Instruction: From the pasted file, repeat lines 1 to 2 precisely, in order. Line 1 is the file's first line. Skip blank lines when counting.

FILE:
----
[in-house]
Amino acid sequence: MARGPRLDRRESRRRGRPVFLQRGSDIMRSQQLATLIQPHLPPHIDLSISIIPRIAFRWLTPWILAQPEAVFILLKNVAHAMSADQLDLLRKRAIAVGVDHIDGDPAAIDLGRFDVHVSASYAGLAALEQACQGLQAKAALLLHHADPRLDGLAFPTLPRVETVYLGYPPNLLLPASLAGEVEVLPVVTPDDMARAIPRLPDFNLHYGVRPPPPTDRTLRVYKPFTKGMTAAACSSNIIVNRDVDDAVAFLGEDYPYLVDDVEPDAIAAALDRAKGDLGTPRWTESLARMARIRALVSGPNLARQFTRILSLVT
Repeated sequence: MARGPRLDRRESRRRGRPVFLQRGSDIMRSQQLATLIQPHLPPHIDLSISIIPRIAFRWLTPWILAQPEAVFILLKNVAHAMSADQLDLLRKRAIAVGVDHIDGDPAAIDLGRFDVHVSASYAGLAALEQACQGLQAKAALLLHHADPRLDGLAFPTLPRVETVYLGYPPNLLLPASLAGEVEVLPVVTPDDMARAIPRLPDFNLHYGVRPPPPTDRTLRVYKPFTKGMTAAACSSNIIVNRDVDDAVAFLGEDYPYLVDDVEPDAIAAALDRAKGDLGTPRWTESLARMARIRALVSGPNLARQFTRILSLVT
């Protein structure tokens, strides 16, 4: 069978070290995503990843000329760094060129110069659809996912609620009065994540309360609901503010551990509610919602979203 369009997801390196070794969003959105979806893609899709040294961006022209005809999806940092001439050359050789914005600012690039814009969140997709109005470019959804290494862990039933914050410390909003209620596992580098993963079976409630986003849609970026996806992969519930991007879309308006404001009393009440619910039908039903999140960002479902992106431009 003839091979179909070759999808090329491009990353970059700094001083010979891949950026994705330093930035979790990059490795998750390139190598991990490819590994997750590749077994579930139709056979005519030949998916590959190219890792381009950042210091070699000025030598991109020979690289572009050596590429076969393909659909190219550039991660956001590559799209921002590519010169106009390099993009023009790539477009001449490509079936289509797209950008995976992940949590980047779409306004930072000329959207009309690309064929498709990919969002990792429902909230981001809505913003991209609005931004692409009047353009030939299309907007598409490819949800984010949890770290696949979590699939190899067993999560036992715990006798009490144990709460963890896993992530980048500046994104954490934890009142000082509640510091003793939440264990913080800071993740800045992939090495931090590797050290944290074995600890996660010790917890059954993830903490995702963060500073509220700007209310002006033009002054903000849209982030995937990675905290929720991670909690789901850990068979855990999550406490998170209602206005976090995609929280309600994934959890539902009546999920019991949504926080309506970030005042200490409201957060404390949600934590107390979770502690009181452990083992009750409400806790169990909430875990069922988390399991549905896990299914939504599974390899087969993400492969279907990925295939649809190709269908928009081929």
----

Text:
[in-house]
Amino acid sequence: MARGPRLDRRESRRRGRPVFLQRGSDIMRSQQLATLIQPHLPPHIDLSISIIPRIAFRWLTPWILAQPEAVFILLKNVAHAMSADQLDLLRKRAIAVGVDHIDGDPAAIDLGRFDVHVSASYAGLAALEQACQGLQAKAALLLHHADPRLDGLAFPTLPRVETVYLGYPPNLLLPASLAGEVEVLPVVTPDDMARAIPRLPDFNLHYGVRPPPPTDRTLRVYKPFTKGMTAAACSSNIIVNRDVDDAVAFLGEDYPYLVDDVEPDAIAAALDRAKGDLGTPRWTESLARMARIRALVSGPNLARQFTRILSLVT